To See the “Invisible”: Liberal Arts Prison Education in the Age of Racialized Mass Incarceration

Publication Date



Kerwin Kaye


American Studies (AMST)


English (United States)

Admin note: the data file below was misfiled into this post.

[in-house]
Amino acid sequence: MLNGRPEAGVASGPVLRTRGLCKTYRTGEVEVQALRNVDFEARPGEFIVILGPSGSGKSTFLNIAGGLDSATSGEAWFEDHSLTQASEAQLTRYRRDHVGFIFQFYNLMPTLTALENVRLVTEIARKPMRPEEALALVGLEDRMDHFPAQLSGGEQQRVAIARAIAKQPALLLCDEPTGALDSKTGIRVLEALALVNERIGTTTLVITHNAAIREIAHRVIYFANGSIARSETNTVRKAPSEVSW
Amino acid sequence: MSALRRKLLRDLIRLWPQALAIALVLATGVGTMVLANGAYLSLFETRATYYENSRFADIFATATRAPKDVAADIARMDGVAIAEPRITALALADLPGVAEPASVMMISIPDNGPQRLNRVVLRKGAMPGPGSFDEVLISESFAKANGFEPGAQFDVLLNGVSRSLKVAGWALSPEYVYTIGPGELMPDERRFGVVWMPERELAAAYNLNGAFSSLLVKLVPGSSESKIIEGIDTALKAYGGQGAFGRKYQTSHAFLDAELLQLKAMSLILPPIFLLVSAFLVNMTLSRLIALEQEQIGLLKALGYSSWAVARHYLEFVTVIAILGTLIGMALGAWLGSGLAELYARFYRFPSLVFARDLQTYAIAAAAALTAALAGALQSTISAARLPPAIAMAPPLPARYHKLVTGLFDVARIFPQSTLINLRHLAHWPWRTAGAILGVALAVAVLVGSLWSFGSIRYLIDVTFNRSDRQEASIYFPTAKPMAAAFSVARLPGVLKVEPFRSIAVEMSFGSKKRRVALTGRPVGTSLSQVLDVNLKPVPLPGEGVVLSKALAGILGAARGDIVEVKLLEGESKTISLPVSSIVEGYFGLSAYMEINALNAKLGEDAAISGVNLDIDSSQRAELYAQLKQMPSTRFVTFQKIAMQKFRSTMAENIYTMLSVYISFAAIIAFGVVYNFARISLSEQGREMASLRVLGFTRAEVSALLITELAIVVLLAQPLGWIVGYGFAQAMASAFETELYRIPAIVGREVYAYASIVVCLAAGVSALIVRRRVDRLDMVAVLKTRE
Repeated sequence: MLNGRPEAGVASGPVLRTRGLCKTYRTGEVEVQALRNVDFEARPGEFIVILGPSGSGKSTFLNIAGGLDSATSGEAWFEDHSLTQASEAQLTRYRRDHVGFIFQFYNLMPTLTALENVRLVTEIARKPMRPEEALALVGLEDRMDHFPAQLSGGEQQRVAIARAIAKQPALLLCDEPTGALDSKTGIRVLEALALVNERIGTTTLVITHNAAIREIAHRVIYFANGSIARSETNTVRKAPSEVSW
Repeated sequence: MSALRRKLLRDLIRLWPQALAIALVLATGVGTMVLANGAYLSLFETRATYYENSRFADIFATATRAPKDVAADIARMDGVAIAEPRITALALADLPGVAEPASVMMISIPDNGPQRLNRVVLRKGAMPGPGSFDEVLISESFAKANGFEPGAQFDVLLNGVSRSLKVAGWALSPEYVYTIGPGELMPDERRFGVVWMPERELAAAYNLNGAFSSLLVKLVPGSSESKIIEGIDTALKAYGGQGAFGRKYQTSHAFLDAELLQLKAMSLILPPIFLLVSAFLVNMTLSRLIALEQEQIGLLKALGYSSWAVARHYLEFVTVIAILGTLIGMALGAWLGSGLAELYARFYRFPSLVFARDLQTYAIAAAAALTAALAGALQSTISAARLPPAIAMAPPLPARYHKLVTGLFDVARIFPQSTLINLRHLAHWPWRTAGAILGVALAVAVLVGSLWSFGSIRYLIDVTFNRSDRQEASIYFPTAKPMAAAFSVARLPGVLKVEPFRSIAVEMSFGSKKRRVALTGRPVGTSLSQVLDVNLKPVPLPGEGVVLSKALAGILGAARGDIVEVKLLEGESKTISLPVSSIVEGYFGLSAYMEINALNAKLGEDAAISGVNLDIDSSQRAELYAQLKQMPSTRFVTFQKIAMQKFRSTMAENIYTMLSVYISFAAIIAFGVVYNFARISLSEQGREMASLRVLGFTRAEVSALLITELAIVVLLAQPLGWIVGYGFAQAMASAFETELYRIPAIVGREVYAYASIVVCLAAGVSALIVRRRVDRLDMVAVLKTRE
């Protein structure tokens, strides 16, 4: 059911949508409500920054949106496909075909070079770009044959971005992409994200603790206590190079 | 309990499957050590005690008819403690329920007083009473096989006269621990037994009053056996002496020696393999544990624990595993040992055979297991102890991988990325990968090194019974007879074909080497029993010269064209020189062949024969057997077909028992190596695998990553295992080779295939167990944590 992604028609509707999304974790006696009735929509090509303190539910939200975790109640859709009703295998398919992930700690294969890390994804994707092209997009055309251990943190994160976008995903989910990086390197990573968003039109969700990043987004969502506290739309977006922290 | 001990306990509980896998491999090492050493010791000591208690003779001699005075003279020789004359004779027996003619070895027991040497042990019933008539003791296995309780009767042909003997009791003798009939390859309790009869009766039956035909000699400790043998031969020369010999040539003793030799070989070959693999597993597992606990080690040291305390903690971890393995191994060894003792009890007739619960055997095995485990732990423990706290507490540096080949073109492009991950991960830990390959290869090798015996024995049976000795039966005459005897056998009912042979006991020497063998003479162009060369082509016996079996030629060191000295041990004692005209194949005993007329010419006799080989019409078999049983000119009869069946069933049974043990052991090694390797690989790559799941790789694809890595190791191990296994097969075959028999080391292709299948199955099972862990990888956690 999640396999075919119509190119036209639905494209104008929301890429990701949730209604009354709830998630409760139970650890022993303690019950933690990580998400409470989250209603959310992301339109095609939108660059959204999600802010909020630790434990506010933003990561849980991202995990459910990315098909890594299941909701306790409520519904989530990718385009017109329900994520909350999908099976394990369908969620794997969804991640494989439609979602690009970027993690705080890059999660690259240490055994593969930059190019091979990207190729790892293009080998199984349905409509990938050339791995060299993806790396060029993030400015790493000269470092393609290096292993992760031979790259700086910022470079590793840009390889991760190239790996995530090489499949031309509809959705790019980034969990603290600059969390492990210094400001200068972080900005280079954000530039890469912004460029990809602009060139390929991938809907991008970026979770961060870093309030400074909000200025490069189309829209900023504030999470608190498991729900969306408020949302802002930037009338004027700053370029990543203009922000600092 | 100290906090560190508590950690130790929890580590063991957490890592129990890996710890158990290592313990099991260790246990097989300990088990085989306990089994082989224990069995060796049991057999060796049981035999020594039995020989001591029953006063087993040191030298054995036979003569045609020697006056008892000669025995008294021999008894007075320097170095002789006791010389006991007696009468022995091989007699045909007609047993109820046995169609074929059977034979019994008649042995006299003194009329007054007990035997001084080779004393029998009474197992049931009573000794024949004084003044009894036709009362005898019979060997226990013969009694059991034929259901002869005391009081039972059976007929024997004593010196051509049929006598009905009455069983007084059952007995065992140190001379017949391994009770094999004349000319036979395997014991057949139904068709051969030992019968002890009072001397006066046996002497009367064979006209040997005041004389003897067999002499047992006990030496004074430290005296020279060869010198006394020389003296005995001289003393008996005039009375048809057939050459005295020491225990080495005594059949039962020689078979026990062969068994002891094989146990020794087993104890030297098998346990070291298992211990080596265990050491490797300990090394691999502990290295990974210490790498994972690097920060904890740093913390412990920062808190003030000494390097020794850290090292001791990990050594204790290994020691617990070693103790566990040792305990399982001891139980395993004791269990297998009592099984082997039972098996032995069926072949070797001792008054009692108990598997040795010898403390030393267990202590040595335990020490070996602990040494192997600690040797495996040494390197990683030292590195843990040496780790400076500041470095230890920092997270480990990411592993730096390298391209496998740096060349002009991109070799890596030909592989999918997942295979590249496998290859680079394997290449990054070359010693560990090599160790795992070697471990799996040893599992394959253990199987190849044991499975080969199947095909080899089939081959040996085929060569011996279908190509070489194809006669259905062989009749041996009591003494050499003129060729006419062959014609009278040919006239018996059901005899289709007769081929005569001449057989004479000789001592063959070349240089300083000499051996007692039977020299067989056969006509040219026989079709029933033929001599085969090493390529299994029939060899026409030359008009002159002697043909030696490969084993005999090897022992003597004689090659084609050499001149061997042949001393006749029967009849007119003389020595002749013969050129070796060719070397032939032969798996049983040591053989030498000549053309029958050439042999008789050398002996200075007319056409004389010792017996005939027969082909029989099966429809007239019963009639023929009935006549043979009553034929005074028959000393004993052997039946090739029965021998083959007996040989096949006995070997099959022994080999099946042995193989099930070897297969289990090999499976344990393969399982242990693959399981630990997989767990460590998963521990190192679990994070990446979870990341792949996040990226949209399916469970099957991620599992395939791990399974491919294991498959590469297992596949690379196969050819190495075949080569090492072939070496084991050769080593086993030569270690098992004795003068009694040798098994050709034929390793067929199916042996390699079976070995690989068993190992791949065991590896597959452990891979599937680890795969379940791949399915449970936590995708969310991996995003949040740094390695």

This thesis investigates the effects of liberal arts prison education on incarcerated individuals in the current age of racialized mass incarceration. By drawing on sociological concepts, African American history, and interviews with professionals and former students from 11 liberal arts prison programs across the country, I argue that liberal arts prison education in the current era acts as a positive, anti-racist project. It does this, I contend, by upholding the human dignity of incarcerated African American students and enabling those students, through the development of empowering cognitive frameworks and practical tools, to improve their lives in prison. To make this argument, my introduction includes an abridged account of the rise of racialized mass incarceration and the corresponding changes in the political and academic discussions of prison education. In chapter one, I provide further background information for my data analysis by framing mass incarceration in the history of institutionalized racial oppression and anti-black racist ideology. At the end of chapter one, I briefly detail the methodology used for data collection, and chapters two and three analyze that empirical data. Chapter two argues that liberal arts prison programs create a humanizing environment in prisons that helps incarcerated African Americans resist dehumanizing racist ideologies and penal practices. Chapter three traces education as racial uplift throughout African American history and maintains that, in part because of the humanizing environment it generates, liberal arts education provides incarcerated individuals cognitive and practical tools and strategies that promote psychological empowerment. I further maintain that because of this psychological empowerment, liberal arts prison education helps students resist racial oppression more than it might perpetuate the current system of domination. Finally, in my conclusion I discuss how liberal arts prison education could improve and I acknowledge that these programs provide benefits for African Americans beyond what my thesis could discuss.

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